They agitated for the right to divorce and recognition of common-law unions, the separation of church and state, the replacement of nuns in hospitals and schools and the creation of schools for girls, to guarantee their access to education as a universal and fundamental right.
 
From the improvement to their living standards and working conditions to the recognition of their place in society, they fought for social transformation and emancipation, opening the possibility of a classless society.
 
At the launch of the Women’s Union, they proclaimed: “Inequality and antagonism between the sexes constitute one of the bases of the power of the governing classes.”
 
The women suffered more than men from the stigma of class contempt and this is still true today. A crowd of fighting women, especially from the working class, was considered by the bourgeoisie and the dominant classes as more dangerous and threatening to order and power.
 
This is why they paid such a high price for their decisive contribution to the commune.
 
During Bloody Week and throughout the years of repression which followed, women were the equals of men as victims of the violence unleashed against them. They were killed, wounded, raped, imprisoned, executed, exiled or sent to prison.
 
Fully aware of the obstacles they faced, the women communardes led the political fight with great alacrity. One such was Andre Leo — real name Leodile Champeix — who, along with Louise Michel, led the demonstrations of September 8 1871 and demanded to be armed to fight the Prussians.
 
She wrote: “Do we believe we can make the revolution without the women? For 80 years now, we have been trying and we have not succeeded. Why is that? It is because many republicans have dethroned the emperor and the good God only to put themselves in their place: they need subjects.”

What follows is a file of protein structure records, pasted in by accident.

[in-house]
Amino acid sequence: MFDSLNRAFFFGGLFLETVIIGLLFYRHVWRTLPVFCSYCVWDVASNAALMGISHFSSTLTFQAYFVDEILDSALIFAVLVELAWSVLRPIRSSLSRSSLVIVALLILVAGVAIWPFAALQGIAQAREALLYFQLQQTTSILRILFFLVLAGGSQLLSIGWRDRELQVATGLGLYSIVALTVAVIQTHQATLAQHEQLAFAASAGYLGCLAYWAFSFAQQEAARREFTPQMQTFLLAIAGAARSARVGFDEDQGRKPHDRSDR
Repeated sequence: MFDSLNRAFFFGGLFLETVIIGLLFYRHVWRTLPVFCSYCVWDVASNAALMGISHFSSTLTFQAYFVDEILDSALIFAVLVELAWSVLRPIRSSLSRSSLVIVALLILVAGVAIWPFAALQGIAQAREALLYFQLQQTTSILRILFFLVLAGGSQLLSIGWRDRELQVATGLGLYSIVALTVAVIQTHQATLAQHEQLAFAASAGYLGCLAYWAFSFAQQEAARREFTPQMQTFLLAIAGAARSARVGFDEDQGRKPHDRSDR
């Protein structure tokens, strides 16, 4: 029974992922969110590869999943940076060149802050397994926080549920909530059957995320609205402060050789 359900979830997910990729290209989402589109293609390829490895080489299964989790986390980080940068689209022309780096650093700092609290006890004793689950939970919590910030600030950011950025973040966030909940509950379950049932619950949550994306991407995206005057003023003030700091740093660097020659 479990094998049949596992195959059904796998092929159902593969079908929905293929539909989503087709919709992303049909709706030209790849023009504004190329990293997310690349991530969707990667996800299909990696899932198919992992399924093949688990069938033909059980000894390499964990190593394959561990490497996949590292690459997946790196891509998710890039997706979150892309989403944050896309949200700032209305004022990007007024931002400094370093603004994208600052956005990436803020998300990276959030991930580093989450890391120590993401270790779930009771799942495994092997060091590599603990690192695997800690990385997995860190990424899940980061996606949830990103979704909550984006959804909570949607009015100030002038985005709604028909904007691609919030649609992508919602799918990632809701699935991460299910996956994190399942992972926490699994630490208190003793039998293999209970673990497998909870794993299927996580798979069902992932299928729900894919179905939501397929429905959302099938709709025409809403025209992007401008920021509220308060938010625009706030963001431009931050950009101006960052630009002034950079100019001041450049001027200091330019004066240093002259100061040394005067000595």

Jean Jaures, founder and editor of the socialist paper l’Humanite, underlined the point in an article marking the 36th anniversary of the commune: “It did everything in its power but history hardly repeats itself,” he wrote.
 
“The commune was born of exceptional circumstances that will not be repeated in their exact form; revolutionary genius is not made of plagiarism and it is not by slavishly copying its own past that the revolution progresses.”
 
This is why an in-depth study and critical analysis of those 72 exceptional days of the commune and of the political role the communardes played does not need to deliver lessons to be learned or timeless or absolute formulas to be implemented.
 
On the contrary, it constitutes an invitation to “invent the unknown.” As Marx stated: “The working class did not expect miracles from the commune. It knows that in order to achieve its own emancipation and with it that higher form of life to which present-day society leads to irresistibly ... it will have to go through long struggles, through a whole series of historical processes that will completely transform the circumstances themselves.
 
“It does not have to reach any ideal but while the old bourgeois society is collapsing it needs to liberate the elements of the new society which the bourgeoisie carries in its flanks.”
 
That is why the mobilisation of the women communardes — and of women this century — against all forms of domination and exploitation are “elements of the new society” whose liberation is initiated decisively by the emancipation of labour and creative forces. They will eventually defeat the capitalist system.
 
Lydia Samarbakhsh is a member of the Central Committee and the International Department of the French Communist Party. Translation by Mary Adossides.